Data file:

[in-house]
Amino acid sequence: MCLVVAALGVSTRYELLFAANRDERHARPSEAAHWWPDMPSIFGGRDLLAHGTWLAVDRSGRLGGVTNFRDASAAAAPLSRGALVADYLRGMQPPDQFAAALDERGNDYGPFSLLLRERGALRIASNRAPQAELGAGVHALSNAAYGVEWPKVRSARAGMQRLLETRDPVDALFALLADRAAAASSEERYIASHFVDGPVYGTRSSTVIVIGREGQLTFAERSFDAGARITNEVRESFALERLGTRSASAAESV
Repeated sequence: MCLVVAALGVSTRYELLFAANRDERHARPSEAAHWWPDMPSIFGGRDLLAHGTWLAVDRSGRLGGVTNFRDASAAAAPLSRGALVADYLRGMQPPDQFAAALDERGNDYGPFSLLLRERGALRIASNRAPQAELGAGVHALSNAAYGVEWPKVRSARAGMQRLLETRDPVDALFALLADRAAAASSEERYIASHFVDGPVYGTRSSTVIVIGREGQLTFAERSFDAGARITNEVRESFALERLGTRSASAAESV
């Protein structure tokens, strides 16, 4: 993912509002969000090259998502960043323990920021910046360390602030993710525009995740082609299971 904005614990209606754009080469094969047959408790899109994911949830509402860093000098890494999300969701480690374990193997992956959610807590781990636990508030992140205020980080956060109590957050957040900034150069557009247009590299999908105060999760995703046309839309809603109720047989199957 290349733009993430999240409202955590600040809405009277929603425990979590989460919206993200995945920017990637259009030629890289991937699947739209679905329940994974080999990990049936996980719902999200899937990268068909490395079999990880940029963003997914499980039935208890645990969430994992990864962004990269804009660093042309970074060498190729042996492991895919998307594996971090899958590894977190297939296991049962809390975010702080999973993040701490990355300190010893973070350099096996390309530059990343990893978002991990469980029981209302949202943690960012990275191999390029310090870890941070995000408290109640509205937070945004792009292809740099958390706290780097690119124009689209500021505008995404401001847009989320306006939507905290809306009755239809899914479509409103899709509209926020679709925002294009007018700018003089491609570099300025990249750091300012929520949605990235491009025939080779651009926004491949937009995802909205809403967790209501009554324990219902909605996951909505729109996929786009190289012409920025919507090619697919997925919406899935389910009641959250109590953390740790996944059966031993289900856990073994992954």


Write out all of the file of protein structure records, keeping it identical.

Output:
[in-house]
Amino acid sequence: MCLVVAALGVSTRYELLFAANRDERHARPSEAAHWWPDMPSIFGGRDLLAHGTWLAVDRSGRLGGVTNFRDASAAAAPLSRGALVADYLRGMQPPDQFAAALDERGNDYGPFSLLLRERGALRIASNRAPQAELGAGVHALSNAAYGVEWPKVRSARAGMQRLLETRDPVDALFALLADRAAAASSEERYIASHFVDGPVYGTRSSTVIVIGREGQLTFAERSFDAGARITNEVRESFALERLGTRSASAAESV
Repeated sequence: MCLVVAALGVSTRYELLFAANRDERHARPSEAAHWWPDMPSIFGGRDLLAHGTWLAVDRSGRLGGVTNFRDASAAAAPLSRGALVADYLRGMQPPDQFAAALDERGNDYGPFSLLLRERGALRIASNRAPQAELGAGVHALSNAAYGVEWPKVRSARAGMQRLLETRDPVDALFALLADRAAAASSEERYIASHFVDGPVYGTRSSTVIVIGREGQLTFAERSFDAGARITNEVRESFALERLGTRSASAAESV
């Protein structure tokens, strides 16, 4: 993912509002969000090259998502960043323990920021910046360390602030993710525009995740082609299971 904005614990209606754009080469094969047959408790899109994911949830509402860093000098890494999300969701480690374990193997992956959610807590781990636990508030992140205020980080956060109590957050957040900034150069557009247009590299999908105060999760995703046309839309809603109720047989199957 290349733009993430999240409202955590600040809405009277929603425990979590989460919206993200995945920017990637259009030629890289991937699947739209679905329940994974080999990990049936996980719902999200899937990268068909490395079999990880940029963003997914499980039935208890645990969430994992990864962004990269804009660093042309970074060498190729042996492991895919998307594996971090899958590894977190297939296991049962809390975010702080999973993040701490990355300190010893973070350099096996390309530059990343990893978002991990469980029981209302949202943690960012990275191999390029310090870890941070995000408290109640509205937070945004792009292809740099958390706290780097690119124009689209500021505008995404401001847009989320306006939507905290809306009755239809899914479509409103899709509209926020679709925002294009007018700018003089491609570099300025990249750091300012929520949605990235491009025939080779651009926004491949937009995802909205809403967790209501009554324990219902909605996951909505729109996929786009190289012409920025919507090619697919997925919406899935389910009641959250109590953390740790996944059966031993289900856990073994992954």